China’s steel prices
One of the most dominant factors driving iron ore’s price rally is rising steel production and the resulting increase in steel prices in China (FXI).
Although this has helped iron ore prices year-to-date, the question remains whether steel prices can remain buoyant for the remainder of 2016 in order to support the current level of iron ore prices. The answer lies in the analysis of steel’s underlying demand trends in China and elsewhere.
According to data compiled by Antaike, average hot rolled coil (or HRC) prices in China are currently close to 2,700 yuan per metric ton. This is a fall of almost 13% compared to the price peak in April. Chinese steel prices have fallen from their April peak, as you can see in the above graph. However, prices bottomed out in June. Then we saw a modest recovery in July and August with average HRC prices rising nearly 14% from their June lows.
Now, in September, we’ve started to see some moderation in Chinese steel prices, which have fallen ~4.5%.
What’s driving steel prices?
According to reports, steel mills have restocked their inventories, which was the major driver of the rise in prices. China’s rebar inventories rose almost 0.5 million metric tons in August. HRC inventories also rose during that month.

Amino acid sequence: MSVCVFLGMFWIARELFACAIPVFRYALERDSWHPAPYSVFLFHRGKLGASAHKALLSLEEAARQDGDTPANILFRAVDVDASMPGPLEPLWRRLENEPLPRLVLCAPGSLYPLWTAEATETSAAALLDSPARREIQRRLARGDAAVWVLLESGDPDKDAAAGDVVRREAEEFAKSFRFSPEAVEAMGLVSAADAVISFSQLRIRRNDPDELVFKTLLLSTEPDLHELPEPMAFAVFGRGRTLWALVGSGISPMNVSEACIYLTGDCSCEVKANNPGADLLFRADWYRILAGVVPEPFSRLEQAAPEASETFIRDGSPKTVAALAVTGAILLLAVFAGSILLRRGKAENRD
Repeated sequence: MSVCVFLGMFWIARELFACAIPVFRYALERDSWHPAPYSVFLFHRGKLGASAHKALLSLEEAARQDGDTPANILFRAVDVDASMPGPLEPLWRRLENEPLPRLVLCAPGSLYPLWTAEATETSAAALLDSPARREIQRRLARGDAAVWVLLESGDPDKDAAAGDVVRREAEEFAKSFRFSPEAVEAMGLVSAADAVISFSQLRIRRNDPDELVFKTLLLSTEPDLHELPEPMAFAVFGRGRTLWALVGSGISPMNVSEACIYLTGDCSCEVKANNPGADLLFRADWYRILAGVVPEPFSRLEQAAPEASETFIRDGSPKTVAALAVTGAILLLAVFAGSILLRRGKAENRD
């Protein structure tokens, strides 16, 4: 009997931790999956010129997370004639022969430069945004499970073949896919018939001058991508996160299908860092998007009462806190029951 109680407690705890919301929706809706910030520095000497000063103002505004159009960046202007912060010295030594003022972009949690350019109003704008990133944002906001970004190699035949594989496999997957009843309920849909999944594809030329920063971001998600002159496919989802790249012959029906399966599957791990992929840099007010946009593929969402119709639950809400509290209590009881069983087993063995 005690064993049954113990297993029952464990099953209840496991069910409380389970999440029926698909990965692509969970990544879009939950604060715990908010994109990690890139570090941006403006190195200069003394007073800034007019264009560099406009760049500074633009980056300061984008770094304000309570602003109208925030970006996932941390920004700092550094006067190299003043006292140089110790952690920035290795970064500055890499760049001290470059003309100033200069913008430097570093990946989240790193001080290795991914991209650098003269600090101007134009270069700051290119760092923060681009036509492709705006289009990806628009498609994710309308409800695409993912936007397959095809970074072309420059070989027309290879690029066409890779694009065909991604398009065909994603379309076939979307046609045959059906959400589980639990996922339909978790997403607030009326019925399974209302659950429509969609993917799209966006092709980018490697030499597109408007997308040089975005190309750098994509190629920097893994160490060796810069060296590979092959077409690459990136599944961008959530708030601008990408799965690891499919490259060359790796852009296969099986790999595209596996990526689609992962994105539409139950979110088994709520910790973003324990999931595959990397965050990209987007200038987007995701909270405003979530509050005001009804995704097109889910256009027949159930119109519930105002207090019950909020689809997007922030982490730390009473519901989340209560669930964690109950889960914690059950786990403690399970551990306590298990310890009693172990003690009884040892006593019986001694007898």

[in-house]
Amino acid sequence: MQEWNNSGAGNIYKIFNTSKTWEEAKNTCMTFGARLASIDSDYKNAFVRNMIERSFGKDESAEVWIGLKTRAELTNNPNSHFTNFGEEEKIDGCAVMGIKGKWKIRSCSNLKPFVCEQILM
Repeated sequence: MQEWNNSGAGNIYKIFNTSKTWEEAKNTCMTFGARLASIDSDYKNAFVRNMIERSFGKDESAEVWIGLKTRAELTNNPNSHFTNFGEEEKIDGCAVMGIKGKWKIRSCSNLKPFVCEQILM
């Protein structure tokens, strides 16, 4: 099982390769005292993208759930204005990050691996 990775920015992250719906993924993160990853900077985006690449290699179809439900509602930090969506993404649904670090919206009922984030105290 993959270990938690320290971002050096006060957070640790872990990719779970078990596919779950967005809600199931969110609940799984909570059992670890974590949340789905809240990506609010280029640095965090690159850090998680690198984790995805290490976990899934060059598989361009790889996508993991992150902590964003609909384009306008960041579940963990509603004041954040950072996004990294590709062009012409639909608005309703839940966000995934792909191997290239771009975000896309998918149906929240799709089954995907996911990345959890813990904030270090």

While inventory restocking provides momentary relief to steel prices, metal prices (DBC) depend on the underlying real demand and supply. As we’ll see in the rest of this series, real estate indicators have started suggesting a weaker demand. This could mean that the country’s steel demand could be subdued. On the supply side, Chinese steel production rose 2.5% year-over-year in the month.
The demand-supply mismatch could hamper a sustained recovery in Chinese steel prices.
Impact on miners
Chinese steel prices and seaborne iron ore prices generally move in tandem. Iron ore prices have been strong this year despite a supply overhang. Many analysts believe that we could see some moderation in iron ore prices later this year. Any fall in iron ore prices could also put pressure on Chinese steel prices.
China’s cutbacks in domestic steel production could result in falling iron ore imports from seaborne suppliers such as Rio Tinto (RIO), BHP Billiton (BHP) (BBL), Vale SA (VALE), and Cliffs Natural Resources (CLF).